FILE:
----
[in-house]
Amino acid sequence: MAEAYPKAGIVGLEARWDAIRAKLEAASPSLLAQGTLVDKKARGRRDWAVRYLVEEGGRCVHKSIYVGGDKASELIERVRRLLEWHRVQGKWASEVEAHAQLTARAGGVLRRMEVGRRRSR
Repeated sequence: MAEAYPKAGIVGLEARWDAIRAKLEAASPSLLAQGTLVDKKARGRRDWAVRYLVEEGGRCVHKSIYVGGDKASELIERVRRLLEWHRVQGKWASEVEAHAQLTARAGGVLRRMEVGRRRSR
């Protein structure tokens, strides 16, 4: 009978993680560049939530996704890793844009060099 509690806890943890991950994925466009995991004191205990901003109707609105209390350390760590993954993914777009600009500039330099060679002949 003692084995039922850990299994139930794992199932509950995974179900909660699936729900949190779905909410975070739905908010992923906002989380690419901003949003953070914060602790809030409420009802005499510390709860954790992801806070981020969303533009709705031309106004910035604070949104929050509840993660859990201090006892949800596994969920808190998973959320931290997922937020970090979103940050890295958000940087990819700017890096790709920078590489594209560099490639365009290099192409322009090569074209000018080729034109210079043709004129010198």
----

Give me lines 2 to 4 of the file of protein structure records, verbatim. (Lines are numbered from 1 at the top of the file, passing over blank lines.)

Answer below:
Amino acid sequence: MAEAYPKAGIVGLEARWDAIRAKLEAASPSLLAQGTLVDKKARGRRDWAVRYLVEEGGRCVHKSIYVGGDKASELIERVRRLLEWHRVQGKWASEVEAHAQLTARAGGVLRRMEVGRRRSR
Repeated sequence: MAEAYPKAGIVGLEARWDAIRAKLEAASPSLLAQGTLVDKKARGRRDWAVRYLVEEGGRCVHKSIYVGGDKASELIERVRRLLEWHRVQGKWASEVEAHAQLTARAGGVLRRMEVGRRRSR
């Protein structure tokens, strides 16, 4: 009978993680560049939530996704890793844009060099 509690806890943890991950994925466009995991004191205990901003109707609105209390350390760590993954993914777009600009500039330099060679002949 003692084995039922850990299994139930794992199932509950995974179900909660699936729900949190779905909410975070739905908010992923906002989380690419901003949003953070914060602790809030409420009802005499510390709860954790992801806070981020969303533009709705031309106004910035604070949104929050509840993660859990201090006892949800596994969920808190998973959320931290997922937020970090979103940050890295958000940087990819700017890096790709920078590489594209560099490639365009290099192409322009090569074209000018080729034109210079043709004129010198």